I am beginning to fall in love with an old “enemy”. Thank you to everyone who recommended it to me.

Game design analysis

The difficulty of Demon’s Souls

One of the most compelling reasons to pick up Demon’s Souls is it’s perceived difficulty. The game is supposedly as uncompromising and challenging as the games we grew up with – the games of our early childhood needed determination and above all imagination to play and complete.

In a nod to our gaming heritage, determination is the key requirement for Demon’s Souls; and if you “get” it’s carefully crafted design decisions, a unique gaming experience reveals itself out of it’s dark, foreboding gloom.

An unforgiving personality

Many games have a personality, successfully managing to disguise the fact that they were created from the minds of a team of developers, but Demon’s Souls sense of personality is particularly palpable. Primarily in it’s main theme; the insignificance of death. Your character is held perpetually under the thumb of the game, pinned into the swirling limbo of the Nexus (the game’s central hub). From there you are forced to meekly step out into five equally challenging worlds in your ethereal “soul form” to regain your body by defeating a boss.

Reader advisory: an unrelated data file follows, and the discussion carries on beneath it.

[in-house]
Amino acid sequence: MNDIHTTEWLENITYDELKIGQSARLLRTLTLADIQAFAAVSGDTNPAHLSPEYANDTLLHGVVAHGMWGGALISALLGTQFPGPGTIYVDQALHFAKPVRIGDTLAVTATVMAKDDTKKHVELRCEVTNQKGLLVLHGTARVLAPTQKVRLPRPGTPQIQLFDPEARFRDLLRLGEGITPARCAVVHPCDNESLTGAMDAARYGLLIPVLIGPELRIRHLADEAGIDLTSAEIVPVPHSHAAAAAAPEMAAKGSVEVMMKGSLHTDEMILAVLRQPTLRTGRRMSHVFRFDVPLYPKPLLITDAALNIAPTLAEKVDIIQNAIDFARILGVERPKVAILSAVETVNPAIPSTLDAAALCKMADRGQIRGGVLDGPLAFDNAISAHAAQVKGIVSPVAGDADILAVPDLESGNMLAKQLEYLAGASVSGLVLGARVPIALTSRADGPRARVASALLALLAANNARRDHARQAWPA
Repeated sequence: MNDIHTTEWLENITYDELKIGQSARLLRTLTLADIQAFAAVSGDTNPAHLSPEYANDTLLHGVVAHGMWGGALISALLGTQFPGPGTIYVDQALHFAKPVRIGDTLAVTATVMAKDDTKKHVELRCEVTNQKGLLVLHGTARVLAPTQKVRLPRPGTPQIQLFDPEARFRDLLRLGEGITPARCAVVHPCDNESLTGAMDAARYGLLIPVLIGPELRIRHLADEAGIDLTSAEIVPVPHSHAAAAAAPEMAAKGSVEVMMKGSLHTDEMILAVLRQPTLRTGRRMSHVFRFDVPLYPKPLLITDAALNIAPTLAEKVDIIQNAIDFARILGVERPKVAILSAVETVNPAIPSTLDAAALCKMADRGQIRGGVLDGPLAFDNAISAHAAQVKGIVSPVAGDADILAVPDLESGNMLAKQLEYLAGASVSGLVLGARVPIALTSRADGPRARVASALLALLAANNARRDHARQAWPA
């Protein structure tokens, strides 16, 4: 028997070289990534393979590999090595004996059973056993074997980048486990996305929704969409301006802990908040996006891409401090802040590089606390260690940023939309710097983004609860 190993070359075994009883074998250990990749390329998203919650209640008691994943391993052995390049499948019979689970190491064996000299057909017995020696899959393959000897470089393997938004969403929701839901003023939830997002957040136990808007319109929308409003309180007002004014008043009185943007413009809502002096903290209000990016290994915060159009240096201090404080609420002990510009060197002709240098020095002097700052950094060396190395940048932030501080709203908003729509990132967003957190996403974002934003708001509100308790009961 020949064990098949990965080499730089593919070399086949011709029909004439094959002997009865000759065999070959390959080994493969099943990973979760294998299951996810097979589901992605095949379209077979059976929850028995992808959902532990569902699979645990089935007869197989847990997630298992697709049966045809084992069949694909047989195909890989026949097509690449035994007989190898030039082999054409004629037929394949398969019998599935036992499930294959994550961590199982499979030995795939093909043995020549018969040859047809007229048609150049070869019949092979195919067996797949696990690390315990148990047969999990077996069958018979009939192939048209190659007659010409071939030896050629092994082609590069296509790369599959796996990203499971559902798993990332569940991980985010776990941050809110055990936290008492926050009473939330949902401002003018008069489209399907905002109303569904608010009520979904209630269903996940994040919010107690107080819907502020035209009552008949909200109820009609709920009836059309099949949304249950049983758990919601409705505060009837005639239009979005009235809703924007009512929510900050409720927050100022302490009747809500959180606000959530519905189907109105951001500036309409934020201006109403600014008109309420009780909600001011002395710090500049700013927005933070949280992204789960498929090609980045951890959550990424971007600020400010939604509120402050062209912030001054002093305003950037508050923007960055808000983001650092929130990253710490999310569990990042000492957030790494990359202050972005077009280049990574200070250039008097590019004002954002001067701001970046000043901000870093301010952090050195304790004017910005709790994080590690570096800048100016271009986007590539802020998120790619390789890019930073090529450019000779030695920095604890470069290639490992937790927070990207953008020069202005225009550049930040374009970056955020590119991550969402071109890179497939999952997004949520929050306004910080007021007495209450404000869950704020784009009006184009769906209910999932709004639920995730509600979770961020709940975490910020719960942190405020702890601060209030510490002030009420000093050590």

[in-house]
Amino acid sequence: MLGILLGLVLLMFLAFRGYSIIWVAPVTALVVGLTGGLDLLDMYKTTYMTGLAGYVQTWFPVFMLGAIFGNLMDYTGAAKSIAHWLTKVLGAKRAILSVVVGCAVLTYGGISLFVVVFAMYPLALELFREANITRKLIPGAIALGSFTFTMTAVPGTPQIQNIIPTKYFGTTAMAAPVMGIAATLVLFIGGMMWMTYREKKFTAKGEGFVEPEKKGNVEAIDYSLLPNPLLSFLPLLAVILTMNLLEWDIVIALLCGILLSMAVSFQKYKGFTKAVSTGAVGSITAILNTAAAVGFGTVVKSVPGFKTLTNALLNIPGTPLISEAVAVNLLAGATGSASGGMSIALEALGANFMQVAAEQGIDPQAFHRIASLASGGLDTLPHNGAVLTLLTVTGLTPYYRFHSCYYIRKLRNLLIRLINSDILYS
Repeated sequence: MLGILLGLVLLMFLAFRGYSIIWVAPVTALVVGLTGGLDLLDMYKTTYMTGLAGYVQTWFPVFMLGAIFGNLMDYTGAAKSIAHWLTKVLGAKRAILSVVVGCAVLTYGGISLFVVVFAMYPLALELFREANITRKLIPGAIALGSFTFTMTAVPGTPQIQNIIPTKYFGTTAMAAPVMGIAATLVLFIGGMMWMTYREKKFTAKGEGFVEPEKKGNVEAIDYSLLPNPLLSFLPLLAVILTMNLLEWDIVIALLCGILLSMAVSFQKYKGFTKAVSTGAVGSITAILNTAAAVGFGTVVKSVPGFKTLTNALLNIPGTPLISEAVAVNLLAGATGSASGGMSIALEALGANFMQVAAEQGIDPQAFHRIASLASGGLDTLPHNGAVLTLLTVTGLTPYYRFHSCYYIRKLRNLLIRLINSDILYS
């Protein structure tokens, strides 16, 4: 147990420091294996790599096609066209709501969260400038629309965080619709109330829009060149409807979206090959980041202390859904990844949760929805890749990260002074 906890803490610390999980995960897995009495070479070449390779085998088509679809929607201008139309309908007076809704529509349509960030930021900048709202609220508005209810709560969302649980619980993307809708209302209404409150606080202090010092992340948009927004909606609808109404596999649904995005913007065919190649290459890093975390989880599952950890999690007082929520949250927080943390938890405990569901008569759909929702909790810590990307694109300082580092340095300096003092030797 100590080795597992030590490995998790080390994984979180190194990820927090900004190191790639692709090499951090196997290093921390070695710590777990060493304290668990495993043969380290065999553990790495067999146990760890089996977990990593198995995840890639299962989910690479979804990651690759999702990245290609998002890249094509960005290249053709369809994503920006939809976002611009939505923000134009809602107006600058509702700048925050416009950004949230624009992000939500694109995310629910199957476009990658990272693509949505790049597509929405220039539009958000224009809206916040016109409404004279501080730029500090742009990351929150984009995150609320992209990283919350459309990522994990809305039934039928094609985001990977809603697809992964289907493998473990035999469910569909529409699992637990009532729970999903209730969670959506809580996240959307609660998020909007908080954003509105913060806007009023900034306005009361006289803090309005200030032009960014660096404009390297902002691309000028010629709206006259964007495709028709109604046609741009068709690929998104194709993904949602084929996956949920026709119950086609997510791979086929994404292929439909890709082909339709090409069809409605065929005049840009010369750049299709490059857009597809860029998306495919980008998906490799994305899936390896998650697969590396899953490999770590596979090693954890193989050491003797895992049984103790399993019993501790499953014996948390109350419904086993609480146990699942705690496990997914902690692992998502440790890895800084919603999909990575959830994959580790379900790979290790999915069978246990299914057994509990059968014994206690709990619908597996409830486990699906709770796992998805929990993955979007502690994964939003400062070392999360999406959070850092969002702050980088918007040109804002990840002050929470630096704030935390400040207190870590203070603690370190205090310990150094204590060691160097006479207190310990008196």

In doing so you explore a crumbling world; a once great kindgom riddled with the dead and half-dead, as you avoid or kill the other beings and enemies locked into the ghostly spirit world with you. It sounds ghastly – as you step into the first world fresh from a bluntly ended tutorial – but Demon’s Souls magic is in slowly convincing you to the masterpiece of atmosphere it’s pulling you through.